events of last weekend have renewed my optimism about the 2014
election, and beyond.
On Friday, I attended
the monthly Center-Right Coalition meeting at which we activists get
together for updates and new ideas from various activist groups and
candidates. There was a PowerPoint presentation from a new group
called the NewMassPlaybook, introduced by Dean Cavaretta, who ran
for the Legislature in 2012; he didn’t win, but he learned a lot
about the Republican presence in Massachusetts during that
Two young men, 19 and
17 years old, made the presentation. Well-spoken and confident, Mike
Gorecki and Brian Senier showed data on Republican candidates for
higher office winning, often by large margins, in the towns, but
losing in the cities and, therefore, losing. NewMassPlaybook has a
plan to reach out not only to other young people, but to voters of
all ages, particularly in the cities.
I took them to lunch,
because I had to know what made them like “us,” the Center-Right, at
their age. They said they’d been inspired in grade school when they
learned about Ronald Reagan: They’re the Gen Y’ers who are following
the Gen X and Boomer “Reagan kids” into political activism because
of President Reagan’s message and optimism!
I said I could relate
to this, having started my own political activism because of Barry
Goldwater. They said he’d inspired them, too, when they read
“Conscience of a Conservative” in fifth or sixth grade. I ... was
Serendipity. The next
day, I was a guest at the Lynn Republican City Committee annual
cookout, and one of the auction items was a Barry Goldwater pin — a
little gold elephant wearing his trademark dark-rimmed eyeglasses. I
eagerly bid for it and won the bid at $35!
More serendipity: The
next day I saved almost half that amount from the sales tax holiday,
buying several months’ worth of household goods, personal-care items
and cat food! Total savings was $16.34, which went to the Lynn
Republican City Committee to begin preparation for the 2014 election
instead of to the state with its waste, inefficiency, mismanagement
My Barry Goldwater
elephant will be my totem as I make my ongoing case that when some
dissident Republicans refer to RINOs — Republicans in Name Only —
they should define a RR — Real Republican — as libertarian
Republican Barry Goldwater.
I didn’t get interested
in politics until he was the presidential candidate in 1964, when I
was a few years older than Brian and Mike. They made me remember the
excitement of the campaign, the hope and optimism beginning again
after the horror of the Kennedy assassination, in the midst of the
Cold War, at the beginning of Vietnam.
I also remember the
excitement and empowerment of the early years of initiative petition
activism in Massachusetts. There have been few ballot questions in
recent years; when the Legislature froze the income tax rate
rollback in 2002 after the voters passed it in 2000, this
discouraged future attempts at voter control.
Last Wednesday (Aug.
7), on the constitutional deadline for filing initiative petitions,
33 petitions were filed, and impressively, all of them were listed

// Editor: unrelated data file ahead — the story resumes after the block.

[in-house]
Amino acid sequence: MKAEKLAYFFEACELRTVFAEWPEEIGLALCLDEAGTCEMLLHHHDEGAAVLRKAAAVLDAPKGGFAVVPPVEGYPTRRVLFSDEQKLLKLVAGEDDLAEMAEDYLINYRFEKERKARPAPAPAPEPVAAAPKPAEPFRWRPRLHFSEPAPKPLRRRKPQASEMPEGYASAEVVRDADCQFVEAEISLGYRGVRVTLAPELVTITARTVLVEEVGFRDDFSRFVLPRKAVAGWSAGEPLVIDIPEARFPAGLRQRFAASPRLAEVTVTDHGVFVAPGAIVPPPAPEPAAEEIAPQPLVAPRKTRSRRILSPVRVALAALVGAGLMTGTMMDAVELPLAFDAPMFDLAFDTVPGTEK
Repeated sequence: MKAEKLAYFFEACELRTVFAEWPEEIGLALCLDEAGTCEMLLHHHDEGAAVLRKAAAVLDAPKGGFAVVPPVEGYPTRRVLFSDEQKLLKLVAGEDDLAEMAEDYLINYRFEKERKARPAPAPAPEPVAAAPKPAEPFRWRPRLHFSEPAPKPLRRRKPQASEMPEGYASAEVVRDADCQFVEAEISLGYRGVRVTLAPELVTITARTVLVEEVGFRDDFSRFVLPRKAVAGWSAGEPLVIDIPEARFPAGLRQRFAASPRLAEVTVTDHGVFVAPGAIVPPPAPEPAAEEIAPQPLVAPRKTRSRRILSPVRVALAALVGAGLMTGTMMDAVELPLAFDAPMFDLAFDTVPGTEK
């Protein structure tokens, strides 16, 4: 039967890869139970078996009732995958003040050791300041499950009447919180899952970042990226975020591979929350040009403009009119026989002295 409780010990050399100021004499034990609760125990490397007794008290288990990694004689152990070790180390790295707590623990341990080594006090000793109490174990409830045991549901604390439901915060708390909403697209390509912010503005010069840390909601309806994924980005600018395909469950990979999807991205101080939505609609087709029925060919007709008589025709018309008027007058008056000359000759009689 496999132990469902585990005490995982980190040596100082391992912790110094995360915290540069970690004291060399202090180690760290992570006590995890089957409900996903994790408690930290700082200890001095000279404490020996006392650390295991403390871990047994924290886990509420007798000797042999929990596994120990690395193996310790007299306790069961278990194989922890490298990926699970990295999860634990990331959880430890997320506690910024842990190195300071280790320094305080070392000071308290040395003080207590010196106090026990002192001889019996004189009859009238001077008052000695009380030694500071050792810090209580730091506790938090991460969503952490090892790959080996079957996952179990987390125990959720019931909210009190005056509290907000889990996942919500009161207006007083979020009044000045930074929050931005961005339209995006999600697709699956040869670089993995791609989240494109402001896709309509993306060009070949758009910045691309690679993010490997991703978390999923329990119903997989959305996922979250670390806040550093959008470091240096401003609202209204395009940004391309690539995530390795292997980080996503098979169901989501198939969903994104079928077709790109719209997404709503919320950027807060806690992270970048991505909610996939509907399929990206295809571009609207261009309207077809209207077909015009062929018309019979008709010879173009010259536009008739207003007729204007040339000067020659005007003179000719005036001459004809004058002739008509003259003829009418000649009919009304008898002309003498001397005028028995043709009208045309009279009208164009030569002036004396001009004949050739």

immediately on the attorney general’s website. Some of them are the
same subject with different language to make sure at least one is in
proper form; others are constitutional amendments that are just
beginning a long process to get to the 2016 ballot.
But 15 are petitions
for a statute: If sufficient signatures are collected this fall,
they could be on the 2014 ballot to inspire voter interest and
turnout. When we know which ones will be on the streets in
September, I’ll write about them all here.
Right now, I’m
especially interested in two of them, filed to repeal parts of the
Patrick-Legislative tax increase that passed in late July.
“Repeal of Gas Tax
Indexing” would repeal the part that adjusts the gas tax each
January to the Consumer Price Index, increasing it without any
further, controversial, roll-call vote from our representatives.
This cowardly plan inspires an opposition slogan of “No taxation
without representation.” It’s hard to organize a petition drive in
the short time after the tax package passed, but a group of
Republican legislators and activists are giving it a try.
“Act to Repeal 2013
Sales Tax on Computer and Software Technology Services,” filed by
business leaders who are appalled by this assault on the growth
sector of the Massachusetts economy, may not need to get to the
ballot. This was Gov. Patrick’s bright idea to tax computer services
of some sort provided by some companies somewhere, maybe in
something called “the cloud,” maybe not; legislators who voted for
it and are just now learning what they voted for must be a tad
concerned about being on the 2014 ballot with the “Repeal the Job
Killer” initiative petition. Do they run against it saying “No, keep
the job killer” or “I didn’t know what I was voting on?” Watch for
the Legislature to return soon to repeal the Job Killer themselves.
It’s an exciting time,
once again, to be a political activist in Massachusetts and
nationally, looking forward to a Barry Goldwater revival.